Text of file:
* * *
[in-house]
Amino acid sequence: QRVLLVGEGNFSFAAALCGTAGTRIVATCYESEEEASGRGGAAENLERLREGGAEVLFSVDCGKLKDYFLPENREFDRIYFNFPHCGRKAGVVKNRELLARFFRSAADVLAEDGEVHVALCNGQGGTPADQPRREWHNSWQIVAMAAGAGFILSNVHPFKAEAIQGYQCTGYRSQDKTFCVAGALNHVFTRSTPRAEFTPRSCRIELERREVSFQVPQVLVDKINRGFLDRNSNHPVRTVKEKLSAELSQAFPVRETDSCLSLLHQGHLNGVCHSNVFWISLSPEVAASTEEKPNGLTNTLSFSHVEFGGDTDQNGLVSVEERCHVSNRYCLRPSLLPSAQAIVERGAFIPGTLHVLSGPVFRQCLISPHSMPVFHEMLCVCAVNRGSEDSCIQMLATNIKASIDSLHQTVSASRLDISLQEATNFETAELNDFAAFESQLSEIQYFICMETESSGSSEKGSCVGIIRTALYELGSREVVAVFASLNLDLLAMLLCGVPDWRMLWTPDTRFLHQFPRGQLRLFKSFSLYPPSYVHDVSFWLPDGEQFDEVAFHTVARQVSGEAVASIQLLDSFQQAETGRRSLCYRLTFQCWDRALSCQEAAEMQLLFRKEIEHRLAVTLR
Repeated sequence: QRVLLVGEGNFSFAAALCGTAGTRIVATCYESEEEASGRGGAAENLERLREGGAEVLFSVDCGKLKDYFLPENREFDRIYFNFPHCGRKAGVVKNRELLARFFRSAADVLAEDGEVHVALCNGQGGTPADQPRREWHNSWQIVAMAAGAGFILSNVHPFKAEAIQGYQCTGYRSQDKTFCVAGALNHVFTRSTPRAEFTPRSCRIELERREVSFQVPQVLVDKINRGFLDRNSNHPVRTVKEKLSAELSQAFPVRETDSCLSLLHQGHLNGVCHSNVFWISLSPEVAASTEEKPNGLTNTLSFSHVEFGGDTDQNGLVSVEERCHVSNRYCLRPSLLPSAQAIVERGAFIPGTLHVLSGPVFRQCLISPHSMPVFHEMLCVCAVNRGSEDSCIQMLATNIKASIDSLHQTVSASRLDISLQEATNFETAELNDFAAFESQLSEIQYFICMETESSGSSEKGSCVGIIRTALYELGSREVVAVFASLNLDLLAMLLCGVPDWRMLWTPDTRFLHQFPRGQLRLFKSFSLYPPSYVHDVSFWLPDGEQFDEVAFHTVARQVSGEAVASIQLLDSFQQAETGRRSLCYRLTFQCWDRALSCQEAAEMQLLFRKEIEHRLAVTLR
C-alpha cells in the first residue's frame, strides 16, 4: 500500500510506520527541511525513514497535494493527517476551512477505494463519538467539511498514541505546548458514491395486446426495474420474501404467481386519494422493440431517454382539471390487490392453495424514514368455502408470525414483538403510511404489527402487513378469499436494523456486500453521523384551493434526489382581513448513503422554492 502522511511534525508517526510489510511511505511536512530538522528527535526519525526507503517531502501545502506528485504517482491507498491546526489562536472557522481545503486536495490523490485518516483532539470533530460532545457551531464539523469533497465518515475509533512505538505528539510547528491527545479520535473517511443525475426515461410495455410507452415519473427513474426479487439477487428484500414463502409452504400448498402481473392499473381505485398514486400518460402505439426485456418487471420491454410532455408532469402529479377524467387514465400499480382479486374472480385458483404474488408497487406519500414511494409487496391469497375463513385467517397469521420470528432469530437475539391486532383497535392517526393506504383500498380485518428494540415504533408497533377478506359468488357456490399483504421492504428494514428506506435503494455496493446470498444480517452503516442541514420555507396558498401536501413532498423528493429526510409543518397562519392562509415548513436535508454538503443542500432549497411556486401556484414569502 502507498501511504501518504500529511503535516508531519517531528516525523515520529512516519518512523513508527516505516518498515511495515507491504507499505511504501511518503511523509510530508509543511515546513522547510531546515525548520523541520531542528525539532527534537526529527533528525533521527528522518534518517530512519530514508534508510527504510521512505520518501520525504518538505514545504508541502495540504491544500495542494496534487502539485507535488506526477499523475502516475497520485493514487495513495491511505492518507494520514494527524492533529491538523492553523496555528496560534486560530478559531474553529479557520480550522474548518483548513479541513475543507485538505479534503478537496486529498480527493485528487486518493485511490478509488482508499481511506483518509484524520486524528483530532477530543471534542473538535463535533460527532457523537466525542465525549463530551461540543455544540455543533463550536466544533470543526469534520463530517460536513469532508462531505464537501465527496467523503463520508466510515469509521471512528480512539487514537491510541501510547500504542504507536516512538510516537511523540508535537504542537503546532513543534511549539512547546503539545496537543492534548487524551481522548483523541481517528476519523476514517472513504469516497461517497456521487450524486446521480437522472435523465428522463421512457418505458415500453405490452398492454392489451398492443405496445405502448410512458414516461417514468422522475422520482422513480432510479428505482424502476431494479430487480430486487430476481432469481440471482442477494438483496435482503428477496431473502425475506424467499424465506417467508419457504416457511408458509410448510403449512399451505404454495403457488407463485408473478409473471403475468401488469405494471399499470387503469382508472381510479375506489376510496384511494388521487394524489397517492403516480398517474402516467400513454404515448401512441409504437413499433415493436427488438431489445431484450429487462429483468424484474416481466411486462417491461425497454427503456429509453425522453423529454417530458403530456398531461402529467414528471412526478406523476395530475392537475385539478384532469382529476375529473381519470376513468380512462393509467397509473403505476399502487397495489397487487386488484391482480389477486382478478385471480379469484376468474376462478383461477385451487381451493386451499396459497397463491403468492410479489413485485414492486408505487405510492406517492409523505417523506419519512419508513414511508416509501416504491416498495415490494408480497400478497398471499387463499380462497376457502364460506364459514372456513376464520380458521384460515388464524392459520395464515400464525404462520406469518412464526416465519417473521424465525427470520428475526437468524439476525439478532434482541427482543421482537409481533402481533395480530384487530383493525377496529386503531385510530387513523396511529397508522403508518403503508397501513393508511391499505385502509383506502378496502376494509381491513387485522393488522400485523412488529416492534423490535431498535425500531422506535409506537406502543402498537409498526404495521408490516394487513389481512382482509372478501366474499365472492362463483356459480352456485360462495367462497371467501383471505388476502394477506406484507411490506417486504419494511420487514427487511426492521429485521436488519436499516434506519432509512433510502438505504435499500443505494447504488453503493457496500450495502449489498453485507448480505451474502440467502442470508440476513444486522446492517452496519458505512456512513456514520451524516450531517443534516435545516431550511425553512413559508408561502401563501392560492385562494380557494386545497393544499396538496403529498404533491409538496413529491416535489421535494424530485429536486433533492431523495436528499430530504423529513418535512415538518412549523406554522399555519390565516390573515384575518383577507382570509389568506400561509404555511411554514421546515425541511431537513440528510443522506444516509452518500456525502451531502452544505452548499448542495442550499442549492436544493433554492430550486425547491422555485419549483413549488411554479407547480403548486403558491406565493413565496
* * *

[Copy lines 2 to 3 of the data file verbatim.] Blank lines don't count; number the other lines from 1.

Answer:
Amino acid sequence: QRVLLVGEGNFSFAAALCGTAGTRIVATCYESEEEASGRGGAAENLERLREGGAEVLFSVDCGKLKDYFLPENREFDRIYFNFPHCGRKAGVVKNRELLARFFRSAADVLAEDGEVHVALCNGQGGTPADQPRREWHNSWQIVAMAAGAGFILSNVHPFKAEAIQGYQCTGYRSQDKTFCVAGALNHVFTRSTPRAEFTPRSCRIELERREVSFQVPQVLVDKINRGFLDRNSNHPVRTVKEKLSAELSQAFPVRETDSCLSLLHQGHLNGVCHSNVFWISLSPEVAASTEEKPNGLTNTLSFSHVEFGGDTDQNGLVSVEERCHVSNRYCLRPSLLPSAQAIVERGAFIPGTLHVLSGPVFRQCLISPHSMPVFHEMLCVCAVNRGSEDSCIQMLATNIKASIDSLHQTVSASRLDISLQEATNFETAELNDFAAFESQLSEIQYFICMETESSGSSEKGSCVGIIRTALYELGSREVVAVFASLNLDLLAMLLCGVPDWRMLWTPDTRFLHQFPRGQLRLFKSFSLYPPSYVHDVSFWLPDGEQFDEVAFHTVARQVSGEAVASIQLLDSFQQAETGRRSLCYRLTFQCWDRALSCQEAAEMQLLFRKEIEHRLAVTLR
Repeated sequence: QRVLLVGEGNFSFAAALCGTAGTRIVATCYESEEEASGRGGAAENLERLREGGAEVLFSVDCGKLKDYFLPENREFDRIYFNFPHCGRKAGVVKNRELLARFFRSAADVLAEDGEVHVALCNGQGGTPADQPRREWHNSWQIVAMAAGAGFILSNVHPFKAEAIQGYQCTGYRSQDKTFCVAGALNHVFTRSTPRAEFTPRSCRIELERREVSFQVPQVLVDKINRGFLDRNSNHPVRTVKEKLSAELSQAFPVRETDSCLSLLHQGHLNGVCHSNVFWISLSPEVAASTEEKPNGLTNTLSFSHVEFGGDTDQNGLVSVEERCHVSNRYCLRPSLLPSAQAIVERGAFIPGTLHVLSGPVFRQCLISPHSMPVFHEMLCVCAVNRGSEDSCIQMLATNIKASIDSLHQTVSASRLDISLQEATNFETAELNDFAAFESQLSEIQYFICMETESSGSSEKGSCVGIIRTALYELGSREVVAVFASLNLDLLAMLLCGVPDWRMLWTPDTRFLHQFPRGQLRLFKSFSLYPPSYVHDVSFWLPDGEQFDEVAFHTVARQVSGEAVASIQLLDSFQQAETGRRSLCYRLTFQCWDRALSCQEAAEMQLLFRKEIEHRLAVTLR